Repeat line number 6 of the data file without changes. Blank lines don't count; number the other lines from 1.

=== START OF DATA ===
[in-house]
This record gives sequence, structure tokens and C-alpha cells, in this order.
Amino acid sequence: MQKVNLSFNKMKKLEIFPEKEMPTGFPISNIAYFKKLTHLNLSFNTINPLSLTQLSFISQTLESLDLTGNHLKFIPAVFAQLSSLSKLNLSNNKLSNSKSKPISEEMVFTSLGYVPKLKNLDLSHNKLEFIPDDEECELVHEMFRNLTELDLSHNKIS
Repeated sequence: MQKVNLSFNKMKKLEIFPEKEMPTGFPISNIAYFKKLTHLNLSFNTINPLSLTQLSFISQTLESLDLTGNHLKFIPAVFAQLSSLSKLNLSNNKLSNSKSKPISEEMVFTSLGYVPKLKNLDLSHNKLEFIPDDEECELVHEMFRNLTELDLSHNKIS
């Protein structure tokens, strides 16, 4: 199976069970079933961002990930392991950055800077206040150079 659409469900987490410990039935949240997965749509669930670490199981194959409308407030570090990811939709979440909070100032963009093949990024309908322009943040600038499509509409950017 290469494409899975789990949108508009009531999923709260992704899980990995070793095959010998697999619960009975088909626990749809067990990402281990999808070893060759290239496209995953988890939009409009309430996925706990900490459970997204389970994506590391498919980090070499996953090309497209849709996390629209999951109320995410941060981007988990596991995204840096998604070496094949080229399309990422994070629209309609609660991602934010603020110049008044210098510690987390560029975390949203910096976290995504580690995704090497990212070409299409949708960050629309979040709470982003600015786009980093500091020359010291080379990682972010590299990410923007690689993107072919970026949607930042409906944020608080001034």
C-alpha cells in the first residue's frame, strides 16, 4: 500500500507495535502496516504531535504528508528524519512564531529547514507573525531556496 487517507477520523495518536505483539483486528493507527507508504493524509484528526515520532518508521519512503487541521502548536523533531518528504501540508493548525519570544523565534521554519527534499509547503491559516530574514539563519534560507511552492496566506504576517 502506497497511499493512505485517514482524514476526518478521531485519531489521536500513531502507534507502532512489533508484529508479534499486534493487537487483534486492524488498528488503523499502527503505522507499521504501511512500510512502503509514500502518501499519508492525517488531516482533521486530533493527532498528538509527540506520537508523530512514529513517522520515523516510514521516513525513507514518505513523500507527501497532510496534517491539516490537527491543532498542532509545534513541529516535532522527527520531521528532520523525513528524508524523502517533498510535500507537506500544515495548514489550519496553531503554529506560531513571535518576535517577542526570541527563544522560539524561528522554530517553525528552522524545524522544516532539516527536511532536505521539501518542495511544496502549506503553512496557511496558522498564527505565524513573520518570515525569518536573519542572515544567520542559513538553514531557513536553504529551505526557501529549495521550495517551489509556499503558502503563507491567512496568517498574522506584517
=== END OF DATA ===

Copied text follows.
C-alpha cells in the first residue's frame, strides 16, 4: 500500500507495535502496516504531535504528508528524519512564531529547514507573525531556496 487517507477520523495518536505483539483486528493507527507508504493524509484528526515520532518508521519512503487541521502548536523533531518528504501540508493548525519570544523565534521554519527534499509547503491559516530574514539563519534560507511552492496566506504576517 502506497497511499493512505485517514482524514476526518478521531485519531489521536500513531502507534507502532512489533508484529508479534499486534493487537487483534486492524488498528488503523499502527503505522507499521504501511512500510512502503509514500502518501499519508492525517488531516482533521486530533493527532498528538509527540506520537508523530512514529513517522520515523516510514521516513525513507514518505513523500507527501497532510496534517491539516490537527491543532498542532509545534513541529516535532522527527520531521528532520523525513528524508524523502517533498510535500507537506500544515495548514489550519496553531503554529506560531513571535518576535517577542526570541527563544522560539524561528522554530517553525528552522524545524522544516532539516527536511532536505521539501518542495511544496502549506503553512496557511496558522498564527505565524513573520518570515525569518536573519542572515544567520542559513538553514531557513536553504529551505526557501529549495521550495517551489509556499503558502503563507491567512496568517498574522506584517